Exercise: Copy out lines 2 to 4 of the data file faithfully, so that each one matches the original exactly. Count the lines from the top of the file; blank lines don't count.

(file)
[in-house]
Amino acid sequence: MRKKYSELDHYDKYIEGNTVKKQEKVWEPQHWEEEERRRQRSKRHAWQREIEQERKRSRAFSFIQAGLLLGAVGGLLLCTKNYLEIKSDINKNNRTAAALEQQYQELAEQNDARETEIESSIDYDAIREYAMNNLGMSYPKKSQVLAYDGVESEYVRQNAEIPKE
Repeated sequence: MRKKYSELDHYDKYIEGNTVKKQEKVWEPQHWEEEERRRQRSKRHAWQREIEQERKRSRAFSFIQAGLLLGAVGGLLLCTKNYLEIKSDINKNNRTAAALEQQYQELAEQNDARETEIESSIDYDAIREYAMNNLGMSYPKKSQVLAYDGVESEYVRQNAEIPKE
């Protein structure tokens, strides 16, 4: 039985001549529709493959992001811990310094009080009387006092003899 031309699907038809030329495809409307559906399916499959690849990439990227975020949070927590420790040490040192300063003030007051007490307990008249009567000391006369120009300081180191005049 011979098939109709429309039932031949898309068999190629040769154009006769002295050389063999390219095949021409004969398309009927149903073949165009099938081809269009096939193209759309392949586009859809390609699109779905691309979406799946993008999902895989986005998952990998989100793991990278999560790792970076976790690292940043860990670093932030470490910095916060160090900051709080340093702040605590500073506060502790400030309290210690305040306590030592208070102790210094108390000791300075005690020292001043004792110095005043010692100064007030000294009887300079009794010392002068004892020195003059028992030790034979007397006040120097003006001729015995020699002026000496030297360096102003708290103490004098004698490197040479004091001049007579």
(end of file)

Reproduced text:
Amino acid sequence: MRKKYSELDHYDKYIEGNTVKKQEKVWEPQHWEEEERRRQRSKRHAWQREIEQERKRSRAFSFIQAGLLLGAVGGLLLCTKNYLEIKSDINKNNRTAAALEQQYQELAEQNDARETEIESSIDYDAIREYAMNNLGMSYPKKSQVLAYDGVESEYVRQNAEIPKE
Repeated sequence: MRKKYSELDHYDKYIEGNTVKKQEKVWEPQHWEEEERRRQRSKRHAWQREIEQERKRSRAFSFIQAGLLLGAVGGLLLCTKNYLEIKSDINKNNRTAAALEQQYQELAEQNDARETEIESSIDYDAIREYAMNNLGMSYPKKSQVLAYDGVESEYVRQNAEIPKE
């Protein structure tokens, strides 16, 4: 039985001549529709493959992001811990310094009080009387006092003899 031309699907038809030329495809409307559906399916499959690849990439990227975020949070927590420790040490040192300063003030007051007490307990008249009567000391006369120009300081180191005049 011979098939109709429309039932031949898309068999190629040769154009006769002295050389063999390219095949021409004969398309009927149903073949165009099938081809269009096939193209759309392949586009859809390609699109779905691309979406799946993008999902895989986005998952990998989100793991990278999560790792970076976790690292940043860990670093932030470490910095916060160090900051709080340093702040605590500073506060502790400030309290210690305040306590030592208070102790210094108390000791300075005690020292001043004792110095005043010692100064007030000294009887300079009794010392002068004892020195003059028992030790034979007397006040120097003006001729015995020699002026000496030297360096102003708290103490004098004698490197040479004091001049007579």